Lets start with where I bought the forged Pokèmon cards in the first place. It was Chinatown, NYC. I saw 30-card packs of Pokèmon cards for 2.50. I bought two, and when I opened them, they were forged. Now I’m going to tell you how to spot a forged Pokèmon card.
Lets start with the face of a Pokèmon card. On mine, I was able to spot that they were forged right away. Not because I’m an expert, but because Bisharp had 10,000 HP. Zapdos had 12,000. The key here is that Pokèmon card HP is never more than 3 digits long, and is never more than 200 HP. We now move to the energy symbols. On Pokèmon cards, you find energy symbols in 3 different places: to the right of its HP, to the left of its attacks, and along the bottom of the card, as weakness, resistance, and retreat cost.
See how on the Metagross, which isn’t forged, the type symbols are small and leave a good bit of space for the colored circle to show? Now look at the Cofagrigus, which is forged. Notice that the energy symbols are bigger and fill up the colored circle almost all the way.
Another thing to notice is that on Cofagrigus, the retreat cost is 5. The retreat cost on a real Pokèmon card won’t exceed 4 energy. This is another thing that flags any given card as a fake. Also, look how the copyright date on Metagross is in the center of the bottom, but in the lower left-hand corner on Cofagrigus. Further, on Metagross it says (c) 2010 Pokèmon/Nintendo, whereas on Cofagrigus it just says (c) 2012 Pokèmon. There are just two more things to look for: whether Pokèmon is capitalized or not and misspelled words. For example, in my forged Pokèmon cards packs, I got a Professor Juniper card that was spelled Professor Jrniper and read “Discard your hand and draw 7cards.” It was missing the space between 7 and cards!
Look at the borders first. On the real card back, the blue border is sharp and clear at the place it meets the pattern, versus the fake card’s border, which almost melts into the pattern. Moreover, the blue border is much darker and bolder on the real card back than on the forged card. Look at one other key part. On the upper right corner of the Pokè ball on the genuine card there is a fair bit of detail. On the forgery, it just looks like a little bluish blob.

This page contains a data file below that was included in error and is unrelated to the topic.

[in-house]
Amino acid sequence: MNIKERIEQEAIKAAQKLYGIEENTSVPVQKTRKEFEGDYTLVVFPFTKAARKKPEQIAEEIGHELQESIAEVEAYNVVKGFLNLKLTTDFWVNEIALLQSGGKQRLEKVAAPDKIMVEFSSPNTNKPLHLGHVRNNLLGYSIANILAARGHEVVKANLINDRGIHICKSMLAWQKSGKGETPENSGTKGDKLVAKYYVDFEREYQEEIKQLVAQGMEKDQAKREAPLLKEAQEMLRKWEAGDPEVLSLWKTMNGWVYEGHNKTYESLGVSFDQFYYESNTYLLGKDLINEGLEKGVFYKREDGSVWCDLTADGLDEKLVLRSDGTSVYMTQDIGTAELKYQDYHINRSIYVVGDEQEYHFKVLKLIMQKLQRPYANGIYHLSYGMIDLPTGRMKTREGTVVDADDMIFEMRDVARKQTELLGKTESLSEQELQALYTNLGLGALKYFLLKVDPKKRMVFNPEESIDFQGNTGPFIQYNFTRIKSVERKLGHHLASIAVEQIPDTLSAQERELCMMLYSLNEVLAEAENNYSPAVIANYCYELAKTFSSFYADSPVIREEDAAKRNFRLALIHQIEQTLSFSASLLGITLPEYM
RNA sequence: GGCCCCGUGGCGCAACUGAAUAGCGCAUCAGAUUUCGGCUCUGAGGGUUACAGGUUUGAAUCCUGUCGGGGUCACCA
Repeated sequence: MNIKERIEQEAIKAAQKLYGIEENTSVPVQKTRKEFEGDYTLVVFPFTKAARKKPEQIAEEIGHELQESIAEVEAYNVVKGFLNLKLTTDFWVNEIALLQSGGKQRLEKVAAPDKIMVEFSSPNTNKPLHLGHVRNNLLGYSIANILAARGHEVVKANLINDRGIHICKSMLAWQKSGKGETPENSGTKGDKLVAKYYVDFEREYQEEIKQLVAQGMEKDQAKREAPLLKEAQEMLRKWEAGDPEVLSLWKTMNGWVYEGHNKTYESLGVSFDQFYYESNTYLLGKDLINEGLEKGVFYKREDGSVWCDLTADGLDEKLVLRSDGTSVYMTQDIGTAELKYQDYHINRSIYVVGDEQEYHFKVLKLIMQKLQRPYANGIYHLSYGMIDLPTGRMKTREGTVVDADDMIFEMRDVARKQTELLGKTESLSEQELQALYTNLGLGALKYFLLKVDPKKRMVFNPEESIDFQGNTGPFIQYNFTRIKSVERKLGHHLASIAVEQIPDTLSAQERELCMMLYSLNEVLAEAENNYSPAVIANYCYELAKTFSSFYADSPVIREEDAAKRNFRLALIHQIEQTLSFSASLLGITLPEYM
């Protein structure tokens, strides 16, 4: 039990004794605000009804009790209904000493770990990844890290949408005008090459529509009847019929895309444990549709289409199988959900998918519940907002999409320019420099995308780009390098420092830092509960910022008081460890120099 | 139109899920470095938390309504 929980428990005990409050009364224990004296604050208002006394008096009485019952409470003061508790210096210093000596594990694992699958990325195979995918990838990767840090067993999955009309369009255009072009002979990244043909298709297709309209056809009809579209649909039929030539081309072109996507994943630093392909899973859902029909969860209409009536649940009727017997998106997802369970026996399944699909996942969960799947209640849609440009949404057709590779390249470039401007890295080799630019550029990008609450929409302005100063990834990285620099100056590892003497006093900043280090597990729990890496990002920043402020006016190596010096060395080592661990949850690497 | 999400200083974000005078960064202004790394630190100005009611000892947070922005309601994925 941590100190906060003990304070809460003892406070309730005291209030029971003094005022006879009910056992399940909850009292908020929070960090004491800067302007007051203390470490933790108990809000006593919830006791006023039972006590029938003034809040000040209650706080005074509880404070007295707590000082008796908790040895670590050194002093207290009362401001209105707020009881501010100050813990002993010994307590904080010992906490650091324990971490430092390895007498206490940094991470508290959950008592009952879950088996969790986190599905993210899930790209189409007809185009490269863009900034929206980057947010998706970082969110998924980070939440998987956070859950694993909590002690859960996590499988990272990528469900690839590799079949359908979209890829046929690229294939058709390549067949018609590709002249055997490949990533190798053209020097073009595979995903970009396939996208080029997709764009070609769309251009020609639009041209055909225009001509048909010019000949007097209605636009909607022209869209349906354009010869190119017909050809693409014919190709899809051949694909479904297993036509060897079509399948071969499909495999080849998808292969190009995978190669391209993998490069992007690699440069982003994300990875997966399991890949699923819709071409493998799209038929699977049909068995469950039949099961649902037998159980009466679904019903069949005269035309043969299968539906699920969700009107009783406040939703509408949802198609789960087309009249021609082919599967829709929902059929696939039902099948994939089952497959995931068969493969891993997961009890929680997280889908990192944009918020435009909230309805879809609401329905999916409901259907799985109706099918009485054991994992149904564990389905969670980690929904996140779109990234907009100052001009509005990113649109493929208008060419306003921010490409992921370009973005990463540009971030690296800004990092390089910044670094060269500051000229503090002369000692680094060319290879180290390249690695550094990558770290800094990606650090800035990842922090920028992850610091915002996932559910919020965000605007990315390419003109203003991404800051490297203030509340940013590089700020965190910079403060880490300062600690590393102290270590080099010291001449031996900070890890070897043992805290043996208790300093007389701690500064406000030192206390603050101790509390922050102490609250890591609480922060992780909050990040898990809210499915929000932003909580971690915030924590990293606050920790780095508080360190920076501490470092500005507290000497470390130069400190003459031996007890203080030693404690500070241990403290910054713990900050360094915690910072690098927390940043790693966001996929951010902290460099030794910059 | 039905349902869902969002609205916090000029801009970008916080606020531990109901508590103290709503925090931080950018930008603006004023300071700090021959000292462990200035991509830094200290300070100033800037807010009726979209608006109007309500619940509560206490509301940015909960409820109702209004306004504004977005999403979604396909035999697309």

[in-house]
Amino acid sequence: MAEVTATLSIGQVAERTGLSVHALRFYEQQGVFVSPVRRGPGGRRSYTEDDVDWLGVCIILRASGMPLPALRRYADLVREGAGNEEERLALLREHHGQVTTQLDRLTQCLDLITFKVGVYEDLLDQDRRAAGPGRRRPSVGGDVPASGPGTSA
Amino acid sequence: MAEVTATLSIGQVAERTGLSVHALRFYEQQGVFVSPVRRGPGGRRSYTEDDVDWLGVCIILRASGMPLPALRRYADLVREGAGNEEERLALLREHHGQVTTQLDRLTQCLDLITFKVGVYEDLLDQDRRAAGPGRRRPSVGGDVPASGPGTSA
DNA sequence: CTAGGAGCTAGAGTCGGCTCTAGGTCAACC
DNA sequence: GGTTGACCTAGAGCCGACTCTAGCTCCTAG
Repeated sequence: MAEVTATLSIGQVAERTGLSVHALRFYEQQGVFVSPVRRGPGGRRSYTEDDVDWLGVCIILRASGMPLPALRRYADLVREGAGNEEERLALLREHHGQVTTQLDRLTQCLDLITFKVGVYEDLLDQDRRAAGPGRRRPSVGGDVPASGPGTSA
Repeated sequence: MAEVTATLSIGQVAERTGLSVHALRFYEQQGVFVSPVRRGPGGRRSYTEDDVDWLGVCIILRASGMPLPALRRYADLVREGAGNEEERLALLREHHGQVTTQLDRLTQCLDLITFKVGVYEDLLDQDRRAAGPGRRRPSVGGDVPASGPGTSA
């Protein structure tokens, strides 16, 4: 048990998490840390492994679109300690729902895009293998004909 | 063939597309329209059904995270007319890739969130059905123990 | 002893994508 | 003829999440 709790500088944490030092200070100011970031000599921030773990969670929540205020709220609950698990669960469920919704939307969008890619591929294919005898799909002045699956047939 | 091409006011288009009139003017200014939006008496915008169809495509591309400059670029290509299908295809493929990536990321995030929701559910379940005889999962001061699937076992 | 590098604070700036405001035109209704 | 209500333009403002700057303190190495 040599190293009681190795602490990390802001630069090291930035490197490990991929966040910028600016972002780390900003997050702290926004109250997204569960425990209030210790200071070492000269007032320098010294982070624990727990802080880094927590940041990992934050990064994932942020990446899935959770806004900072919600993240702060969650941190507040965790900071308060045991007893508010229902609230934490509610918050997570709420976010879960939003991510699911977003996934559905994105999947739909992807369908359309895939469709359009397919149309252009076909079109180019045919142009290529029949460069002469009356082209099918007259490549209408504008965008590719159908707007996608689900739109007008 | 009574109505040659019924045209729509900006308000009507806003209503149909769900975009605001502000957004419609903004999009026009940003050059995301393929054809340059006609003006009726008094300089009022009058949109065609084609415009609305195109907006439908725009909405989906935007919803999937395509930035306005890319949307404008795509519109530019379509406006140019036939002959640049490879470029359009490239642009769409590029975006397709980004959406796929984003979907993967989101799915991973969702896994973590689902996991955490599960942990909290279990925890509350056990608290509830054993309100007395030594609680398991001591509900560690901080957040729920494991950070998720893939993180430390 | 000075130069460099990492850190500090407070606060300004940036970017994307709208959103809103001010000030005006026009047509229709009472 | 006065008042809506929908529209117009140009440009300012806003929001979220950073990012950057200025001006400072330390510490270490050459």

This next significant difference applies only to foil cards. Look at my third and final set of scans, a foil Buizel card and the forged foil Zapdos:
Again, we see the too-high HP and too-high retreat cost on the forged card, but now I’m showing you something different. look at the genuine Buizel, how the foil pattern is obvious in the scan. If I held it at an angle in the scanner, the glare lines would be in different position. But on the Zapdos scan, the only reason you know it’s a foil card is that I’m telling you. The foil pattern on it doesn’t move at all, save for the little circular glare that you can see on non-foil Pokèmon cards. This alone flags a card as a fake.
There are also words and terms that are always capitalized, and if even one of them isn’t capitalized even once, the card is flagged as a fake. They are:
- Special Condition
- Knocked Out
- The Pokèmon’s species (located underneath the art)
Leaving the the cards themselves, look at the packaging. the back of my package read, exactly:
Brace Yourself to Explore the Darkness…
What’s out there in the darknes,waiting to be discovered?Play the pokèmon Trading Card Game:Black &white-Dark Explorers expansion and find them all!In addition to more pokèmon-EX like Tornadus-EX,Raikou-EX,and Groudon-EX,the shadows are filled with other exceptional surprises,like Darkrai-EX and a host of Trainer cards that will knock your opponent’s lights out!When you play Black & white-Dark Explorers,you’ll not only explore the darkness,you’ll rule it!
look at all the missing spaces and capitalizations! Besides that, the barcode was PK30. Four characters long. Normal barcodes are around 16 characters long, I think.
In the end, it doesn’t really matter in the whole scheme of things. Based on how many packs were there when I bought mine, nobody had fallen for the really cheap Pokèmon cards, and I’m now wiser. I can also teach people how to spot fake & forged Pokèmon cards. I almost think I should thank the person who ripped me off. Almost.
I made a mistake up there. From Black And White base set forward, the copyright date & info says (c) 2012 Pokèmon. Also, there are a few more differences- This one applying only to Pokèmon-EX that have full art.
Sorry, but in order for all the differences to be seen, I had to make the cards massive. The first thing you can notice is that they both have some kind of texture. That’s difference #1. On the real EX card, you can feel the texture. (Why Nintendo decided to do this, I have no idea. Maybe to make EX cards almost impossible to forge without it being obvious.) But on the wannabe, the texture is just printed on. The etching is nearly impossible to replicate. This brings us to difference #2, also nearly impossible to replicate. You can’t really see it in the scans, but the real EX is foil. EX cards are always foil. There is another difference that applies to all cards- the material. Real Pokèmon cards should be made of fairly rigid white cardstock, in three layers. My forgeries were made of cheap (obviously) brown cardstock, and in only two layers. This can be caught by looking very closely at the edge of the card.